During the virtual discussion, scientists and researchers will talk about some of the upcoming scientific studies that SpaceX will deliver to the International Space Station (ISS) as part of its CRS-18 cargo resupply mission.
SpaceX’s upcoming ISS journey marks the firm’s 18th flight to the orbiting laboratory under NASA’s Commercial Resupply Services contract. The private aerospace company will launch the payloads via a Dragon cargo spacecraft on a Falcon 9 rocket. The spaceship is scheduled to blast off from Cape Canaveral Air Force Station in Florida on July 21.
Along with supplies and hardware for the resident Expedition 60 crew members, the rocket will deliver a new batch of scientific experiments to the ISS. Moreover, each of the studies will explore how the effects of the microgravity environment might impact life on Earth.
Featured Speakers and Experiments
Distinguished speakers at NASA’s upcoming media telecon will share details about the space investigations that are arriving at the ISS via the SpaceX CRS-18 mission.
Chief among them is Bryan Dansberry, assistant program scientist for NASA’s International Space Station Program Science Office. Dansberry will discuss current ISS research and explain how space studies benefit “exploration and humanity.”
Moreover, Chief Operating Officer for the International Space Station U.S. National Laboratory, Ken Shields, will talk about how ISS research advances science in space. He’ll also discuss how work at the floating lab fosters partnerships “that drive industrialization through microgravity research.”
Professor of Astrobiology at the University of Edinburgh, Charles Cockell, will also discuss Biorock, a study that examines how liquid, rocks, and microorganisms physically interact in the microgravity environment for “potentially mining materials in space.” The results of the investigation could prove beneficial in long-term spaceflights, such as to Mars.
In the long-term experiment, ISS crew members will culture cells from people living with Parkinson’s disease and multiple sclerosis. Ultimately, the study will examine cell to cell interactions in microgravity. The research results could provide information about disease progression, as well as help produce options for enhanced treatment and prevention.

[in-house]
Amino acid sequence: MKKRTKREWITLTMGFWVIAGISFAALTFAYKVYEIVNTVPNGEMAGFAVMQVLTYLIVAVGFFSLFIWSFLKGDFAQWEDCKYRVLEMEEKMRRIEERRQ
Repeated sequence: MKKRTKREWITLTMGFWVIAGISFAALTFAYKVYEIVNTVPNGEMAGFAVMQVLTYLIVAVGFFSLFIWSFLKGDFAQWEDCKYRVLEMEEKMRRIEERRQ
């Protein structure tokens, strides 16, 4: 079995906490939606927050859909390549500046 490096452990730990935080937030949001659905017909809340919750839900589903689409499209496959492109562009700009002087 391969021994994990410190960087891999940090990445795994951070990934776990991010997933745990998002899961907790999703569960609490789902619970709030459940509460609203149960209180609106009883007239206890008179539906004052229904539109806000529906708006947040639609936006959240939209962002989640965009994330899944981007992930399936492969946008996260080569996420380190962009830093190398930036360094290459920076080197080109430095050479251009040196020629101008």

Other studies include one which explores how microgravity affects the “growth, development, gene expression, photosynthetic activity, and other features” of Space Moss growing at ISS.
Another investigation, MVP Cell-02, aims to discover how the space environment affects microbial evolution. Outcomes of both experiments have implications for future long-term space travel.
Important Work Ahead
Since the first international crew arrived in 2000, over 236 people from 18 different countries have visited the ISS. Some space station occupants have even traveled to the facility multiple times. To date, researchers have performed thousands of experiments aboard the interstellar lab.
Like their predecessors, American astronauts Christina Koch and Nick Hague are currently performing multiple experiments at ISS, along with Expedition 60 Commander and Roscosmos member Alexey Ovchinin. The incoming studies will head to ISS one day after the 50th anniversary of the Apollo 11 Moon landing.
Amidst celebrations, NASA officials, team members, and partners will be hard at work to help the U.S. space agency further its objective to land humans on the Moon by 2024. As such, ongoing and future ISS studies will undoubtedly become even more critical.
For example, NASA recently selected 12 science and technology payloads that focus on studying the Moon and exploring more of its surface. According to a NASA statement, “The selected investigations will go to the Moon on future flights through NASA’s Commercial Lunar Payload Services (CLPS) project.”
Launch dates for the lunar-focused studies are still TBD.